Blagojevich continues to insist on the creation of a multibillion-dollar state universal health care plan. This spring he proposed to pay for the plan by levying a $7.3 billion tax on business gross receipts and another $1.3 billion payroll tax on employers who do not provide a certain level of health insurance.

The governor took out television ads and held rallies around the state in which he said his universal health plan and record tax hike to pay for it put him “on the side of the Lord.” His speeches also vilified state businesses for not paying their “fair share” of taxes.

Despite the governor’s rallies and advertisements, in May state representatives passed a resolution rejecting the tax plan by a 107-0 vote.

Gambling, Transit Go Nowhere

A multibillion-dollar construction program tied to the creation of a gambling casino in Chicago also failed. Though Democrats hold comfortable majorities in the House and Senate, Senate President Emil Jones (D-Chicago) blamed Republicans for the plan’s failure.

The Chicago Transit Authority also received no additional dollars in the General Assembly-approved budget. The CTA is predicting fare hikes and service cutbacks unless it receives $110 million more in state subsidies.

An attempt by Rep. Julie Hamos (D-Evanston) to boost mass transit funding in the Chicago region by imposing a quarter-cent sales tax, on top of the existing quarter-cent sales tax for that purpose, went nowhere.

All of these proposals could come up again if the governor insists on continuing the special session. How far they might get is anyone’s guess.

Hostility between the governor and lawmakers came into the open during floor debates, with legislators referring to him as “a madman” and “insane.”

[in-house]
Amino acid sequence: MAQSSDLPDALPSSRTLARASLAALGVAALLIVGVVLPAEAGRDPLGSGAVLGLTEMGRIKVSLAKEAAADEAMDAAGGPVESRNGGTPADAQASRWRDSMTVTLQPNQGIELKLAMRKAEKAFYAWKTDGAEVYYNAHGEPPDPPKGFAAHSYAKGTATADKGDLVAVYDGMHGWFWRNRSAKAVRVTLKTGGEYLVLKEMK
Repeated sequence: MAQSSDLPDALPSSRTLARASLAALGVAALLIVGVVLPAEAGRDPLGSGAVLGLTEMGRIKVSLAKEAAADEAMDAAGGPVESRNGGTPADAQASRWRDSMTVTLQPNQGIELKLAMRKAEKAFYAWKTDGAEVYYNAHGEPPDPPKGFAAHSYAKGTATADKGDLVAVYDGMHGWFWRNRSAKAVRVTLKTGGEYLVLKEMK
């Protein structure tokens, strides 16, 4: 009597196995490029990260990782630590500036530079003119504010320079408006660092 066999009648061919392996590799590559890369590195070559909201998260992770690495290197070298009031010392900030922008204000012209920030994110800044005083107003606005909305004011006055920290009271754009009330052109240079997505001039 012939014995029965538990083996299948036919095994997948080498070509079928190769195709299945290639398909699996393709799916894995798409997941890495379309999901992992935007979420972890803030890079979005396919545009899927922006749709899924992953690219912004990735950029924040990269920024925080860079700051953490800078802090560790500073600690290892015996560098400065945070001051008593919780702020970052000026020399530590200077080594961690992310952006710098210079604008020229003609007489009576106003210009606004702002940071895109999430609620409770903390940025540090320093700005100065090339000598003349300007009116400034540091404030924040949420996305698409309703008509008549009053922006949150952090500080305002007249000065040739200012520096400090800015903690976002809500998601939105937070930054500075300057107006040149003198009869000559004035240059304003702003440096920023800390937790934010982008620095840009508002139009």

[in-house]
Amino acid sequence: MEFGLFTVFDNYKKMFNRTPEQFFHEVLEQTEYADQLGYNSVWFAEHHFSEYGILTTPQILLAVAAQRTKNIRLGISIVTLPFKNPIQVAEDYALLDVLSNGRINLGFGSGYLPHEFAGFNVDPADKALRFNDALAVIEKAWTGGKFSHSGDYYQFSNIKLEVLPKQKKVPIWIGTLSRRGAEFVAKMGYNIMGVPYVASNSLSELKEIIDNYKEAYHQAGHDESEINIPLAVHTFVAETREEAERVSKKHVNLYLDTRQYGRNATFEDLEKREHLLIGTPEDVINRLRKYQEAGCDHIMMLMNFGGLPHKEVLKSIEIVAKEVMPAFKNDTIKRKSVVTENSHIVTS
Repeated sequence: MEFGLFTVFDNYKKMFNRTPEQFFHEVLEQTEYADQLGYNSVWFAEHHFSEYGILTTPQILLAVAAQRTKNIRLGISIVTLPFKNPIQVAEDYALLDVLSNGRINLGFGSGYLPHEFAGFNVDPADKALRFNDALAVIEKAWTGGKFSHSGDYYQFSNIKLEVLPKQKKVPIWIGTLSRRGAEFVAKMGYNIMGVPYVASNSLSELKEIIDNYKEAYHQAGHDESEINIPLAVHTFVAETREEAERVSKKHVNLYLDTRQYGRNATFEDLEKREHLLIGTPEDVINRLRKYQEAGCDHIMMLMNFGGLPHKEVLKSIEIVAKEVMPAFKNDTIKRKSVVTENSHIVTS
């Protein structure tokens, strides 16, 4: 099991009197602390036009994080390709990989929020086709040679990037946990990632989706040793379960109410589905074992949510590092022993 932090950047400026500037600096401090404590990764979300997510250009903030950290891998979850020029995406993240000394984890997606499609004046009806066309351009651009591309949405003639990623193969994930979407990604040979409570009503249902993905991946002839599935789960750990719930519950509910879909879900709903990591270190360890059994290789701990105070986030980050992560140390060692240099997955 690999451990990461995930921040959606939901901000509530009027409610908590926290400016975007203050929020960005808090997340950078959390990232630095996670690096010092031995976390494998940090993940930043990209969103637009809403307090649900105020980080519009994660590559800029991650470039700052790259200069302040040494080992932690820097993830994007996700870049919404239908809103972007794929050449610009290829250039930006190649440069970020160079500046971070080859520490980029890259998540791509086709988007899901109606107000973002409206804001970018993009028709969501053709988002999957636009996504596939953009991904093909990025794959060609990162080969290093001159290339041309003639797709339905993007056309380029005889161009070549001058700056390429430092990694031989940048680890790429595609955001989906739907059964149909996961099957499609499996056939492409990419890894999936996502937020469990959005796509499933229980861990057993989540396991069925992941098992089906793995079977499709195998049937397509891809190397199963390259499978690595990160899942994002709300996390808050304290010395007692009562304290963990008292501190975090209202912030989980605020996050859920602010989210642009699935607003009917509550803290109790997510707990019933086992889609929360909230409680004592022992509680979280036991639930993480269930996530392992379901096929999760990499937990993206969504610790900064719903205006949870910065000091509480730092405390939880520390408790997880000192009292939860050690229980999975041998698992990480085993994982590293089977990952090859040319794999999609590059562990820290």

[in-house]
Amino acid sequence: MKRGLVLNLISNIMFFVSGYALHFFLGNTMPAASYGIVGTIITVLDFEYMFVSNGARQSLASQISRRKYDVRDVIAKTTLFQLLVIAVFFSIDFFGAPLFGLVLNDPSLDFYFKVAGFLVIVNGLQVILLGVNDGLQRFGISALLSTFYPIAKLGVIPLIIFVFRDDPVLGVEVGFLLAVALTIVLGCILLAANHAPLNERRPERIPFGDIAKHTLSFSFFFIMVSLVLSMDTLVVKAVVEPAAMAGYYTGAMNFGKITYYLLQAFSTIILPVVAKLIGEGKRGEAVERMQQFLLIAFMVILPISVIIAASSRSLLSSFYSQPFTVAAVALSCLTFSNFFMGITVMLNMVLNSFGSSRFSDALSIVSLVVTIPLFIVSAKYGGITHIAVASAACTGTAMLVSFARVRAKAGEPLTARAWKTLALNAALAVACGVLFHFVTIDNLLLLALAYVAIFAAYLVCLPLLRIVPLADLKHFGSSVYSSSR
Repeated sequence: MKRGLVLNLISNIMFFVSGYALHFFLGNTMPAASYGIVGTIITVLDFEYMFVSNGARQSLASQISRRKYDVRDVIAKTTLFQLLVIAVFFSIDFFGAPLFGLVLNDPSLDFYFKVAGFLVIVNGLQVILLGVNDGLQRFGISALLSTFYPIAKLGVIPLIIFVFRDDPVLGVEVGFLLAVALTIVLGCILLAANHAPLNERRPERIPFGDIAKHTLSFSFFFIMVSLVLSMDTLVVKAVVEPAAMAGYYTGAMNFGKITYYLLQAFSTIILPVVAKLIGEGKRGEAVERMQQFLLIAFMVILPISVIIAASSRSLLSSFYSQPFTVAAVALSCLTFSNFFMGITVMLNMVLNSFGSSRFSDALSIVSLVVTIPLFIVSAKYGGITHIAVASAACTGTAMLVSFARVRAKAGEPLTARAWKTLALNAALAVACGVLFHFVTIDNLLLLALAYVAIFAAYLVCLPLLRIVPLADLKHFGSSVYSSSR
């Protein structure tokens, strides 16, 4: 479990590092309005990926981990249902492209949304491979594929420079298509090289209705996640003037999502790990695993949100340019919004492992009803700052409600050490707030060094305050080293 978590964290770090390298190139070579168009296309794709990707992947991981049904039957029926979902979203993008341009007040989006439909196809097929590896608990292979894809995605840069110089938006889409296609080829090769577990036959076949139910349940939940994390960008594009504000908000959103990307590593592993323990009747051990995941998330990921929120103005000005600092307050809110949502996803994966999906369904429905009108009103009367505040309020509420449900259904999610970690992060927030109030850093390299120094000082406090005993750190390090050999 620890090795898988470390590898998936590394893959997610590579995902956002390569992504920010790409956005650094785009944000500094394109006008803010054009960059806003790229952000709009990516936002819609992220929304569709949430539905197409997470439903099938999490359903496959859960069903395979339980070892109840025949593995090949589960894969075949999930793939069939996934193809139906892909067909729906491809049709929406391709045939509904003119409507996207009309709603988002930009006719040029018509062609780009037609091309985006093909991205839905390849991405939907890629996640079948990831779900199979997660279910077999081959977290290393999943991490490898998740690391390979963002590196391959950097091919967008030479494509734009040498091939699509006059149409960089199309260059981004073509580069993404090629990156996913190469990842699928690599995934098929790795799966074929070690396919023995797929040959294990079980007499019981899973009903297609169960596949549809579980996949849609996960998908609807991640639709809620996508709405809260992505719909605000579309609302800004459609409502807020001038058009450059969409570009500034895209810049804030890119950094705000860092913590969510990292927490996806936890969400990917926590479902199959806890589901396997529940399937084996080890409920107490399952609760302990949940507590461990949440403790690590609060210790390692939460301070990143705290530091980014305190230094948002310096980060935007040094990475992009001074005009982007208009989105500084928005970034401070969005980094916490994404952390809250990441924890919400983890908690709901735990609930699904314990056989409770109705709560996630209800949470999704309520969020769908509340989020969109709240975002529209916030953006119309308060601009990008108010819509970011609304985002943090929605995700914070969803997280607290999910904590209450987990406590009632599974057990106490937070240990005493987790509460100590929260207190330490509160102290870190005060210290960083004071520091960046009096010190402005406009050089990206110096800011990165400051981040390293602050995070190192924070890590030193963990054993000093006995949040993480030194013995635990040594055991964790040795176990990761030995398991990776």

Governor Becoming ‘Immaterial’

Blagojevich has become nearly irrelevant to the budget process, said Rep. Mike Tryon (R-Crystal Lake).

“[L]egislative leaders of the Governor’s own party have deemed the state’s absent chief completely immaterial,” Tryon said in a media statement.

The governor was roundly mocked by lawmakers and newspaper editorial writers when they learned in July that he was charging taxpayers nearly $6,000 a day for an air shuttle service between Chicago, where he lives, and the state capital of Springfield, where he refuses to live despite the existence of a taxpayer-funded governor’s mansion.

A few days later Blagojevich was further caricatured when news broke that he had charged the state $600 to pay a makeup artist to prep him for his State of the State speech earlier in the year. While on the House floor for reporters and other lawmakers to hear, Rep. Ron Stephens (R-Greenville) mockingly asked House Speaker Madigan when the “Gubernatorial Cosmetology Committee” would meet.

The governor said the charge to the state was a mistake and that the state had been reimbursed. The makeup artist instead has been paid out of the governor’s campaign funds.

Steve Stanek ([email protected]) is managing editor of Budget & Tax News and a research fellow at The Heartland Institute.